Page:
Additionally, they want the Chancellor to confirm that the company car benefit-in-kind tax schedule for pure electric vehicles – 0% from 2020/21 – and plug-in models will be maintained at the levels already announced beyond 2022/23 for several more years to enable the embryonic sector to become established.
It is also hoped that the Chancellor will provide much greater clarity around the timescale for sales of new petrol and diesel cars and vans to be axed with 2030, 2035 and 2040 all dates that are possible.
As one industry expert said: “We know that the Government is driving fleets and consumers down the electric vehicle road, but to date there remains a vagueness about the details as to how the Government intends to improve air quality and its targets.”
Look out also for the Chancellor to announce a shake-up in Vehicle Excise Duty on light commercial vehicles. In 2018 the Government published a consultation on reform exploring the creation of a graduated first year rate for new vans, as is already in place for cars. It would replace the current flat rate regime.
In the 2018 autumn Budget, the Government announced that based on the consultation responses it was looking at:
- Further developing its understanding of the impacts of Worldwide harmonised Light vehicles Test Procedure (WLTP) on carbon dioxide (CO2) emissions for vans, ahead of announcing the new rates and bands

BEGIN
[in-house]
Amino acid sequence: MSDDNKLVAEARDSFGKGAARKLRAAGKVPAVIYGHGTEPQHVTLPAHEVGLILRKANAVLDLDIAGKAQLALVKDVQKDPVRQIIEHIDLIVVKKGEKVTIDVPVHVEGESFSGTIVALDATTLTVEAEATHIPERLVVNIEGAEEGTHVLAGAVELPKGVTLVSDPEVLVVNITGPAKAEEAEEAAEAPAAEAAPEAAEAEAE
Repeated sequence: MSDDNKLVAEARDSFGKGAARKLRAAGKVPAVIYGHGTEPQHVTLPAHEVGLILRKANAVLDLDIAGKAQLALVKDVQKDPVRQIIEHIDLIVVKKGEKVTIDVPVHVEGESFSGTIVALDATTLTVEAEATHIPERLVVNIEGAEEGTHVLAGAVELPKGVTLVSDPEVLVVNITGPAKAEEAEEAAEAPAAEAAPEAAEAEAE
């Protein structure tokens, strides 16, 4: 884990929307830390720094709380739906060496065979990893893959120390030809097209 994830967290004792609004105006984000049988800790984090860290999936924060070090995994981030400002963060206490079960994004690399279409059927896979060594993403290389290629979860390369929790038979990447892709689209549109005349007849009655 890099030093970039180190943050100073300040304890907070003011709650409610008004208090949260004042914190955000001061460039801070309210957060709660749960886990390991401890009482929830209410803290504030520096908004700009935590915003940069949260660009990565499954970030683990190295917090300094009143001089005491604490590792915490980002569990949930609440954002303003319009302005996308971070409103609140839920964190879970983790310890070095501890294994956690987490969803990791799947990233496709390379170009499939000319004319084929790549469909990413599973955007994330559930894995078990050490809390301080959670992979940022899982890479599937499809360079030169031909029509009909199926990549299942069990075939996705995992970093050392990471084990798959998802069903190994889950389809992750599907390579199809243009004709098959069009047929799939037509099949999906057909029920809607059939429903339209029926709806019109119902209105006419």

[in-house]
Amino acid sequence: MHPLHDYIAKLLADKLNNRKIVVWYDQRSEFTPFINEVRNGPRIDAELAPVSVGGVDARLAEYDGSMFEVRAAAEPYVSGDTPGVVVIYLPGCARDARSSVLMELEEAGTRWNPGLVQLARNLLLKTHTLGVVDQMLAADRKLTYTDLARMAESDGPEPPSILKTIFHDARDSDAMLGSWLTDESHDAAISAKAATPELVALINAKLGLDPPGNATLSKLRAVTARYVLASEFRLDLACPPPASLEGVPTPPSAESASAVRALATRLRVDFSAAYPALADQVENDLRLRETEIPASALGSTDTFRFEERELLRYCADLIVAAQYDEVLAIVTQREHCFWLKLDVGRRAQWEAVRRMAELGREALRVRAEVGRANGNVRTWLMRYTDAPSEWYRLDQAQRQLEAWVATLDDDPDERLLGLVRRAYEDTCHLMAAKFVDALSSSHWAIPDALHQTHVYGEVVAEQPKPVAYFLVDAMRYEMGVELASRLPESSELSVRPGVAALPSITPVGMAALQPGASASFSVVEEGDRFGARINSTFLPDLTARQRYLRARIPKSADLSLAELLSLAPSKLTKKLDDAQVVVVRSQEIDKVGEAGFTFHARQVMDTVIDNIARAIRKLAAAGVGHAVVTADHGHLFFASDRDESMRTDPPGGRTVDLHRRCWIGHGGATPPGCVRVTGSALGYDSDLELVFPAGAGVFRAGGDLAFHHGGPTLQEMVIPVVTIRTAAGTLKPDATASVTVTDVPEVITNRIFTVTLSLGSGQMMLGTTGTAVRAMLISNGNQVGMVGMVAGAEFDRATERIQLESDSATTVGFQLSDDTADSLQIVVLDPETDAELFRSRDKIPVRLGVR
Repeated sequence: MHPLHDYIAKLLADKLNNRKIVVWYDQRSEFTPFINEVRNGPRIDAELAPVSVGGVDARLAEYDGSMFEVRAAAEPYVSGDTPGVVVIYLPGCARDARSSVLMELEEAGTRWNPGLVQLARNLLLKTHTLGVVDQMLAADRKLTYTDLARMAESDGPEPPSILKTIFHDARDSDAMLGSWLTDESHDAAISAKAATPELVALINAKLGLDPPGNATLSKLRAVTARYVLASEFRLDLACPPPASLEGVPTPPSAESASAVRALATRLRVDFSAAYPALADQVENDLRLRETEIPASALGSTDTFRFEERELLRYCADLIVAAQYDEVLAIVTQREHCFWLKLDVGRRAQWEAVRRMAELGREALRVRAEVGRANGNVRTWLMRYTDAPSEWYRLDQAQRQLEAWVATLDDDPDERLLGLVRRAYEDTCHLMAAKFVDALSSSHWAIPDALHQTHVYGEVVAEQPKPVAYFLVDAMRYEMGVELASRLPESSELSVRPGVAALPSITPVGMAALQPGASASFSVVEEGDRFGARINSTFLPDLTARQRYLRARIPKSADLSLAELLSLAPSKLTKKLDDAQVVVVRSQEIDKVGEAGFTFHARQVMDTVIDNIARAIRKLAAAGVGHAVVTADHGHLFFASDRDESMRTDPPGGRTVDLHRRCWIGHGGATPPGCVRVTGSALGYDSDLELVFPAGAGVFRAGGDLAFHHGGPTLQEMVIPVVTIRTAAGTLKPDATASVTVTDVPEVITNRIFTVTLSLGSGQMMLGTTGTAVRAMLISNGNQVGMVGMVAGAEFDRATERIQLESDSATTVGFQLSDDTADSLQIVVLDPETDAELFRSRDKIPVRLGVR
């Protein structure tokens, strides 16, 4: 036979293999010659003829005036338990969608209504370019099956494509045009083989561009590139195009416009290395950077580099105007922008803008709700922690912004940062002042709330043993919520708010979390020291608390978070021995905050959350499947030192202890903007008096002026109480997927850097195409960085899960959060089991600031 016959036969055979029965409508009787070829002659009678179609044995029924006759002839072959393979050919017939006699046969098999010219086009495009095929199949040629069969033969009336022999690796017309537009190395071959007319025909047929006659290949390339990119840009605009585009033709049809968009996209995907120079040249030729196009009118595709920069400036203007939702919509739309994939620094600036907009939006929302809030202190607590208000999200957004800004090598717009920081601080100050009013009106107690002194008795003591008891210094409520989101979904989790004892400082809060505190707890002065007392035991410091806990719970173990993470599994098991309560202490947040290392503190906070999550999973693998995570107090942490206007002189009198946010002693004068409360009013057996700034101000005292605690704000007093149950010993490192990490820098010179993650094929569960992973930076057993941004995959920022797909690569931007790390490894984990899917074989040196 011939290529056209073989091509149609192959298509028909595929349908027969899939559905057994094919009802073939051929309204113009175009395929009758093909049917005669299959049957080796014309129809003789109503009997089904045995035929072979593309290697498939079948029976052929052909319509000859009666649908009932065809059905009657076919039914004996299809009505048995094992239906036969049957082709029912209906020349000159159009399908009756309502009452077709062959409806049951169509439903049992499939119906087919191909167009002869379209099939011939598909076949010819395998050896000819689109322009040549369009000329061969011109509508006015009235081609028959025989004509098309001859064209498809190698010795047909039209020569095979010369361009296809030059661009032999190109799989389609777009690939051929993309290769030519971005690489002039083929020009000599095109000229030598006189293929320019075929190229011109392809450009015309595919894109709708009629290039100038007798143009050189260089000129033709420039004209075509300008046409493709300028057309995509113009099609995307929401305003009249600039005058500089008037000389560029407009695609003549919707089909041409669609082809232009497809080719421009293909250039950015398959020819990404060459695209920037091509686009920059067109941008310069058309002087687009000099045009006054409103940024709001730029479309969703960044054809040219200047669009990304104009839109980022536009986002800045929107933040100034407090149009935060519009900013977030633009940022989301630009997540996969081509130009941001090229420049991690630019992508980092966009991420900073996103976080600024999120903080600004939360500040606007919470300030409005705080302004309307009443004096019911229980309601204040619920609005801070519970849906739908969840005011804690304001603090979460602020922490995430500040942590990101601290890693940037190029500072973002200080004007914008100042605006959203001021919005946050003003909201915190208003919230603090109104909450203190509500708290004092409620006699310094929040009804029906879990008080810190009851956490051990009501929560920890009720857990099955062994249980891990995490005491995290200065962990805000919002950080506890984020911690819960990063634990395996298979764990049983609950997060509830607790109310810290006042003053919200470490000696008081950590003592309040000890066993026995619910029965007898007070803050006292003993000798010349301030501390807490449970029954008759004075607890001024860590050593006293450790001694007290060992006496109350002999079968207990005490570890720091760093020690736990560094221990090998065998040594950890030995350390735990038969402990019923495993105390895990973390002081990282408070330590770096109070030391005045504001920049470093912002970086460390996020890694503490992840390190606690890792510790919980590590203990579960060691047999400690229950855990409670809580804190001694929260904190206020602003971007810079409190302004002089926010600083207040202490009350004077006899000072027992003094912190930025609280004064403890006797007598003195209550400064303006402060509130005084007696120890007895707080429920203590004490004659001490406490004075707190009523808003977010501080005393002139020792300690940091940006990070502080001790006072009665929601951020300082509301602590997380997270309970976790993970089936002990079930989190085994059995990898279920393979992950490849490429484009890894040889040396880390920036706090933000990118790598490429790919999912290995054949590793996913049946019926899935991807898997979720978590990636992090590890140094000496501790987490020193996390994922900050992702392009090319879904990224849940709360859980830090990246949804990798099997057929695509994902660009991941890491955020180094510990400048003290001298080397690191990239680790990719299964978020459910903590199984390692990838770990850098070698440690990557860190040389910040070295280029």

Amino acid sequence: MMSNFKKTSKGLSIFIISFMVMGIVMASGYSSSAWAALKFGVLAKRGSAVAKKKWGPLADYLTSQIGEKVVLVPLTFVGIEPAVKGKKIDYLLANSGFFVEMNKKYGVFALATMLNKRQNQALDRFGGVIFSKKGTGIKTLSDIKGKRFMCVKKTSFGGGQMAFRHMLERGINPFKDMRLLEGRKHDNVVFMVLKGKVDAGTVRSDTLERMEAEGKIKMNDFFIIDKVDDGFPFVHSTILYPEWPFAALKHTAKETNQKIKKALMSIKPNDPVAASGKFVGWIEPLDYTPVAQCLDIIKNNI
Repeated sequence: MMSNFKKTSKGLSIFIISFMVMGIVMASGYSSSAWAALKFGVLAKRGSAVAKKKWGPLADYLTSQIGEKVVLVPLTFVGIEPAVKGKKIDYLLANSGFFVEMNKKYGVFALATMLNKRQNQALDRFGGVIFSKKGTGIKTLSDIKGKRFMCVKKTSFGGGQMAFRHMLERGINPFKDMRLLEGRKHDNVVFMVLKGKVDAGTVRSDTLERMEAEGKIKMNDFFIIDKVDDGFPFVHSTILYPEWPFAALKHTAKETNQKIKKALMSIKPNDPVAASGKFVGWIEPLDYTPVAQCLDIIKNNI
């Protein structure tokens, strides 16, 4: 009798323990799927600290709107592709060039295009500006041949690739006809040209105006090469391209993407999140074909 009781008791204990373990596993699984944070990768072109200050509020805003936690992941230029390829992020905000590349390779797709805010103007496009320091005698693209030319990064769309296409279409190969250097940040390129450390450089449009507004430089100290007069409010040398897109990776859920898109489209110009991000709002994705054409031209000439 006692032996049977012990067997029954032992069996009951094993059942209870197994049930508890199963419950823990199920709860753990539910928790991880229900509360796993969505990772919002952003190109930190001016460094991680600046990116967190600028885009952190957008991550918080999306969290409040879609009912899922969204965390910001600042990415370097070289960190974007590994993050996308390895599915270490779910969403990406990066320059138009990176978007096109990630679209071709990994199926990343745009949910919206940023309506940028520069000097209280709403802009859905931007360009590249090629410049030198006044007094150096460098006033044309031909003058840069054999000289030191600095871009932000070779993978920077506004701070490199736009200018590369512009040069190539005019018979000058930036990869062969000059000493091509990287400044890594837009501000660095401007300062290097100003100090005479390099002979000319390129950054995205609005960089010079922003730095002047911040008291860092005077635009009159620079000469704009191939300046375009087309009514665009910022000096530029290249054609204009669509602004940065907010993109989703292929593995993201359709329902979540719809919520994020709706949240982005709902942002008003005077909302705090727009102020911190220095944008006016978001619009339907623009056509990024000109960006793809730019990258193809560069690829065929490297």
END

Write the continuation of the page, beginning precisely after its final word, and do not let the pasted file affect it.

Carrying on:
- Ensuring the new system took into account the weight of a van by introducing a two-category approach
- Providing ongoing incentives, beyond the first-year, for new zero emission, ultra-low emission and other alternatively fuelled vans.
Since then there has been silence from HM Treasury. However, at the time the Government said it was aiming to introduce the new Vehicle Excise Duty system in April 2021.
Calls have also been made in the run-up to the Budget for the Chancellor to scrap VAT on the sale of electric cars.
The demand came from the AA, which also wants VAT to be scrapped on monthly lease rentals and the premium Vehicle Excise Duty (VED) rate, applied to vehicles with a list price in excess of £40,000, to be removed from electric vehicles to encourage uptake.